Little Children

Not a threat to the popularity of American Beauty

The middle class is restless in Todd Field's Little Children: Married Sarah (Kate Winslet) is having an affair with married "prom king" Brad (Patrick Wilson) while three married bitches gossip about the indiscretion like an underpaid Greek chorus. Meanwhile they also worry about sexual predator Ronald James McGorvey (Jackie Earle Haley) coming back to live with his mom.

This film is not a threat to the popularity of American Beauty, whose pathos and humor caught the mock heroic silliness of suburban America as opposed to the drab, almost humorless landscape Little Children inhabits. Mostly, this film carries foreboding for just about everyone, a damning indictment of suburban angst and guilt, partly true in its depiction of the infidelities that mark middle-class restlessness.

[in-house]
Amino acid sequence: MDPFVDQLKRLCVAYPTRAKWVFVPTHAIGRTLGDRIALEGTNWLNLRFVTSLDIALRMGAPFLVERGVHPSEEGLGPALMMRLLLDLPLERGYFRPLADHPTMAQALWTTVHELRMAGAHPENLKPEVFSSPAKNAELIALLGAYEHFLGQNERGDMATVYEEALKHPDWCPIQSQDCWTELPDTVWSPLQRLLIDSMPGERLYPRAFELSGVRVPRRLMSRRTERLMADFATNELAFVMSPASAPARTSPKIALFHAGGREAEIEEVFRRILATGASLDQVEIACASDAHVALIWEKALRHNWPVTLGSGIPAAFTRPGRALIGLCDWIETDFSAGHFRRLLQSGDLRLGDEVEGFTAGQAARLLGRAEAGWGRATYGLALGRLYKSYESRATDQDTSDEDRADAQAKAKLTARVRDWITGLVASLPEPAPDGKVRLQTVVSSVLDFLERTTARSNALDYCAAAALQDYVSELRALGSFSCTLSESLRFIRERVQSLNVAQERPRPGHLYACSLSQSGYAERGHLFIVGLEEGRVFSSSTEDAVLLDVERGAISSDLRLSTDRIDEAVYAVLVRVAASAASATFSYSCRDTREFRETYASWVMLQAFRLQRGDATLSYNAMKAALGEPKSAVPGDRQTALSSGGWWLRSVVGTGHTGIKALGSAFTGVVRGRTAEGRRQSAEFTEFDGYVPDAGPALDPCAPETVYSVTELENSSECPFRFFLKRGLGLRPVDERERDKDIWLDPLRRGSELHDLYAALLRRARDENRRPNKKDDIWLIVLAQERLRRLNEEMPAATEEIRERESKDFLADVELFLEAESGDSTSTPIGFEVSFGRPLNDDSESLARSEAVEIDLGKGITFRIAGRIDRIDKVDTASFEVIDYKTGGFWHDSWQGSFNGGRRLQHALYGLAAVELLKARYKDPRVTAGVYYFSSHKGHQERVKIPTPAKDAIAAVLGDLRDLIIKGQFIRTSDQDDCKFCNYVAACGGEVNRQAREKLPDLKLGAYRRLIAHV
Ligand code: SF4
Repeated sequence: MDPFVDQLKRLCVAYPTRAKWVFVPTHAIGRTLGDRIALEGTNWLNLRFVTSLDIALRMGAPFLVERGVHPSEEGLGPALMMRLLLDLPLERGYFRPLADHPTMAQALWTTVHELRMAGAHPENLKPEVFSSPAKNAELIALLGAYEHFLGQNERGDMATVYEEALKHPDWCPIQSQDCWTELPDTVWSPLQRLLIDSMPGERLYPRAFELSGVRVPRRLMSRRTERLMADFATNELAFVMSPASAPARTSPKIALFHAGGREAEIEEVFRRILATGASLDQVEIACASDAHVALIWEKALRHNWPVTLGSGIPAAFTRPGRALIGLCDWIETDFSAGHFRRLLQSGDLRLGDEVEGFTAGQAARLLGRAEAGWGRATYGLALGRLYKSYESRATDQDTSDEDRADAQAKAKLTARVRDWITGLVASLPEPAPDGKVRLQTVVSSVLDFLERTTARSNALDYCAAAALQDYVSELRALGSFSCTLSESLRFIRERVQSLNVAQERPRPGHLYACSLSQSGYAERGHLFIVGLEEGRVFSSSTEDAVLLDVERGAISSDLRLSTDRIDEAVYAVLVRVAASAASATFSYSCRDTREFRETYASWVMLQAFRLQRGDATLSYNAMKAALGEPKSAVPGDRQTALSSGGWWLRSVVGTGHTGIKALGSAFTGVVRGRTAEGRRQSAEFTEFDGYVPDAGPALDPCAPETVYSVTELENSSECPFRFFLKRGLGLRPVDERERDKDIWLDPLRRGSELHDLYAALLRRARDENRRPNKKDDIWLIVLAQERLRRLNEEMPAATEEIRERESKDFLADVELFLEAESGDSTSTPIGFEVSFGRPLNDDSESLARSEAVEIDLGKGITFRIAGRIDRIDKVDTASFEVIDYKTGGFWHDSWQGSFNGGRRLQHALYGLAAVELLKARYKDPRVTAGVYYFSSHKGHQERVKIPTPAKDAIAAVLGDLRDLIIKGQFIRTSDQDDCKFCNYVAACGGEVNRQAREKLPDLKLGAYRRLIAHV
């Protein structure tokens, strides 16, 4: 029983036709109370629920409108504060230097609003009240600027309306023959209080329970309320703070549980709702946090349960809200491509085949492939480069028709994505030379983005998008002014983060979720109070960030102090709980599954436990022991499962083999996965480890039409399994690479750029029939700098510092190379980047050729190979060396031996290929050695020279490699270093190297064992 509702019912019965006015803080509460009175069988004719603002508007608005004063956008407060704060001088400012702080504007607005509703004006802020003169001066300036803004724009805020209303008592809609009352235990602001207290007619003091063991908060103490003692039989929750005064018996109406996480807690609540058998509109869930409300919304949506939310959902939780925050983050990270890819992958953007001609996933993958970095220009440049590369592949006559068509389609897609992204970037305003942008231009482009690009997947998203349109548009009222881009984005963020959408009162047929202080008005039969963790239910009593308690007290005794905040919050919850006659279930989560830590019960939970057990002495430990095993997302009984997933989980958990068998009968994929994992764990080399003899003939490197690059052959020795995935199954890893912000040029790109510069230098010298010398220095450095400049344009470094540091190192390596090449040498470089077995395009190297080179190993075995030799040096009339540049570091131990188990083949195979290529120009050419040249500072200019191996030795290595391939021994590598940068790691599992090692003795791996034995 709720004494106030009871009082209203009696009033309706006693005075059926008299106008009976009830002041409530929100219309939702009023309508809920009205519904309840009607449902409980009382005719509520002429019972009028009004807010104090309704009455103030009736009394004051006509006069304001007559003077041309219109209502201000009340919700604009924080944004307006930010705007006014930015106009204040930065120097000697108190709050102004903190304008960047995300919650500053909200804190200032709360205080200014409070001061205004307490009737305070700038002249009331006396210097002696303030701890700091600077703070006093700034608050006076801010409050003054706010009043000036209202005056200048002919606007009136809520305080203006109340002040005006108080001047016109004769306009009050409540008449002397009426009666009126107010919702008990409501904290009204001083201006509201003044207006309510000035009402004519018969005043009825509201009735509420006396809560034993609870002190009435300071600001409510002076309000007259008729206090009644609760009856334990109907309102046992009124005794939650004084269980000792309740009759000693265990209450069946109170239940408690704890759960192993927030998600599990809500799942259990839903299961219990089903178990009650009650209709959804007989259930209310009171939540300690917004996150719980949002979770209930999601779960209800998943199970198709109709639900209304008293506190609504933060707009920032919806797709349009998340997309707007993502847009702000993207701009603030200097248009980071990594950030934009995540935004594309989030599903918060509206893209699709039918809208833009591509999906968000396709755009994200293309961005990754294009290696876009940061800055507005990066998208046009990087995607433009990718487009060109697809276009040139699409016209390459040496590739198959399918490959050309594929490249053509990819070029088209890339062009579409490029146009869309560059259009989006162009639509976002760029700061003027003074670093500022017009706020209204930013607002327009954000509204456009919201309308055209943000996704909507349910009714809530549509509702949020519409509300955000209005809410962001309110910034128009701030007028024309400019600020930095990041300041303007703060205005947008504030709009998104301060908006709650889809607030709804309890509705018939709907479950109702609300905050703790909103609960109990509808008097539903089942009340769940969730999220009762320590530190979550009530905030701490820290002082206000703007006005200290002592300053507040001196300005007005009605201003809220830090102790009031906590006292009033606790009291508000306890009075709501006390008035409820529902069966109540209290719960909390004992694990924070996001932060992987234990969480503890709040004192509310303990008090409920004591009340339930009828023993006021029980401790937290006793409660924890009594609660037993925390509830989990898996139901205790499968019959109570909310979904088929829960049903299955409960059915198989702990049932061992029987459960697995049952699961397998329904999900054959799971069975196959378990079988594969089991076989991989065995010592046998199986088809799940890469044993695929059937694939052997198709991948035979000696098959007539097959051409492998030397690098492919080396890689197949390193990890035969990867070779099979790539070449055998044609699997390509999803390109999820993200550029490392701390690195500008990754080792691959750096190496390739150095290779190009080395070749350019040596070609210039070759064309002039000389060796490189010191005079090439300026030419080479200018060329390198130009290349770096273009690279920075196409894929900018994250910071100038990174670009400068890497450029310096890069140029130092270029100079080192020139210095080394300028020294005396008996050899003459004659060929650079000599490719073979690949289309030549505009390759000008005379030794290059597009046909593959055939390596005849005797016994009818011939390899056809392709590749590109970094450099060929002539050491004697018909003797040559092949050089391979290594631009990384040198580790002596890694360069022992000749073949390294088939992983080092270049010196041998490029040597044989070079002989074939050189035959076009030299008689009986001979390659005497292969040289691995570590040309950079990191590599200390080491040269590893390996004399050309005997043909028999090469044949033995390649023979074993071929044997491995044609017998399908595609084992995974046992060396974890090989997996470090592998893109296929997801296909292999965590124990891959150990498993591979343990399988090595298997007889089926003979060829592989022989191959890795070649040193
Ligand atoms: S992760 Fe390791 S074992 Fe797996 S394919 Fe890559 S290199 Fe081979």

Little Children is not great filmmaking, but Winslet's and Haley's performances are Oscar-worthy. It has a somber, almost comic voice-over narration, not present the entire film, whose observations about Brad's feckless avoidance of studying for the bar exam and Sarah's cool attitude toward her little daughter confirm the director's vision of an adult world hardly safe for little children who endure adults, themselves little children.